Toads peeking out of their holes. . . 

Now, THIS is real comfort food.

Tuesday, April 29, 2014

April 28 - Back to St. Albans by way Durham Cathedral and Harrogate for Tea

Yet another splendi morning spent chatting leisurely over rich coffee and a tasty Northumberland breakfast — I’m going to miss those free range chickens in the backyard; they’ve been the source of some scrumptious scrambled eggs on toast these last few days.

Toward the end of the meal our hosts Paul and Kathryn came out from the kitchen and we all talked about one thing or another, but usually about travels; places visited and those we’d like to see. It turns out that our hosts have a great affection for the United States and talked at some length about their numerous visit to "the states."

We had put off the inevitable as long as possible and it was time to go. After settling our bill and saying our goodbyes we loaded the car and headed off east to Newcastle to pick up the A1 south.

Our first stop on the way back was Durham to see the cathedral — well worth a stop to be sure. The cathedral and nearby castle are located on the summit of a peninsula of sorts, really a sharp bend or loop in the river Wear with a commanding view of the surrounding village and vicinity.

Durham cathedral overlooking the River Wear
After finding a place to park the car in a nearby “mall” parking lot, we strolled across the river, up a steep hill (the path is hidden by the trees in the photo) and on to the church grounds. As we made our way to the entrance of the church we walked past the remnants of the church burial ground next to the cathedral and caught sight of a memorial to the men from Durham who died in the Boer War, an oddity I thought. Indeed, a Englishman standing next to me said in passing that the memorial was very unusual and he couldn’t remember ever seeing one dedicated to the Boer War.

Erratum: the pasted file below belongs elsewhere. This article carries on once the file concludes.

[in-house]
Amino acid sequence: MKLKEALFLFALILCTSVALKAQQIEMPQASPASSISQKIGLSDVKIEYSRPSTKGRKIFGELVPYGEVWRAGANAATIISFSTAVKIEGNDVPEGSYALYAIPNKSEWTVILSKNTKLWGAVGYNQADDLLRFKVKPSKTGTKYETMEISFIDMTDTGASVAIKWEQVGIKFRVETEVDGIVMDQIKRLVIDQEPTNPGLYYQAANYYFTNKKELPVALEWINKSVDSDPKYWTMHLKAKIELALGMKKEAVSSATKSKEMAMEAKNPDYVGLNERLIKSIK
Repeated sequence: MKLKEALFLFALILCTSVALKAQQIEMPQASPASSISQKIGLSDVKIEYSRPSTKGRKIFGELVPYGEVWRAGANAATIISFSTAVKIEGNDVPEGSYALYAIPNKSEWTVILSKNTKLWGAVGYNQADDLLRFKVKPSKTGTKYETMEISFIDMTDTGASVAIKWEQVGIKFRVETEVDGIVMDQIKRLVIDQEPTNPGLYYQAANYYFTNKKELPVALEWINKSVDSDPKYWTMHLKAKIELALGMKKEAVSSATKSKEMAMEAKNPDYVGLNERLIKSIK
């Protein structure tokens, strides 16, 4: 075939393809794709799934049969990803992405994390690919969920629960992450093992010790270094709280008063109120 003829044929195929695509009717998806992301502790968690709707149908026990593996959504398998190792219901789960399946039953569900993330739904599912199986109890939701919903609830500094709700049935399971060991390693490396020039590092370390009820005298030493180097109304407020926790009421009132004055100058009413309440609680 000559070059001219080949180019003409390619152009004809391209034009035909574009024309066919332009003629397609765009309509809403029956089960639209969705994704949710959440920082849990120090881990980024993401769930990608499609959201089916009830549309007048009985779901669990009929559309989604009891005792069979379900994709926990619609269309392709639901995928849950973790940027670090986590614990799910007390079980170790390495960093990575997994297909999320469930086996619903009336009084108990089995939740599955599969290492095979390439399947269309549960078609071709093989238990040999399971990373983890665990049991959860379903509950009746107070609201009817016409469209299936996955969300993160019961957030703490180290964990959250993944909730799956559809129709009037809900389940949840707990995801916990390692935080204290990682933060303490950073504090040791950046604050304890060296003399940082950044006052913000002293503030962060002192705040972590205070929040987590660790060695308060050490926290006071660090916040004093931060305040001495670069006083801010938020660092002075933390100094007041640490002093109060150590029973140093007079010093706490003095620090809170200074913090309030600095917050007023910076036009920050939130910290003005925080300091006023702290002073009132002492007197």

Durham Cathedral burial ground

Entrance to the cathedral

We spent the next half hour or so exploring the interior of this enormous edifice, finding the tomb of St. Cuthbert (7th century) as well as that of the Venerable Bede (also 7th century), the first true English historian. We then made our way to the cathedral coffee shop for coffee (of course).

Relaxing in the cloisters

George Washington's ancestor presumably

Wedding photo shoot outside the University of Durham Music School

After making our way back to the car park we continued south eventually pulling off and stopping in Harrogate. The idea was to experience real British high tea at Betty’s one of the most famous tearooms in England. No sooner had we arrived in Harrogate than the sun came out at long last and we enjoyed soaking up the warmth as we strolled a few blocks from the car park to the tea room.

Turkish baths in Harrogate
Afternoon tea the British way at Betty's in Harrogate

Betty's exterior

Richard, Pauline and Susie
Back to the car we turned our attention to getting out of Harrogate, no mean feat believe me. But our steady guides soon had us back on the road where we switched to the M1 at Leeds, finding ourselves caught up in the swirl of traffic stops and starts until well south of the city. 

Dusk was falling as we neared the greater St. Albans area and Richard thought it best to stop somewhere short of home for dinner. I believe it was Pauline who suggested ZaZa, an Italian restaurant in Harpenden and we soon found ourselves striding inside hoping for a table without booking.

We were ushered upstairs to a lovely open space and spent the rest of the evening enjoying delicious food and warm company, talking about the wonders of our trip and the wonderful things we had seen and those things that still awaited us.

I had the fish with a tomato sauce

Susan had grilled chicken salad
Richard had pasta
and so did Pauline.
From Harpenden it was a quick drive to Ellis Fields and home.

During our sojourn to northern England  and Scotland we (or rather Richard) drove, with Pauline navigating, a total of 1,022 miles: 302 miles to Hexham, 422 miles while we were up north and then 309 miles back to Ellis Fields in St. Albans.

And the trip wasn't quite over yet. . .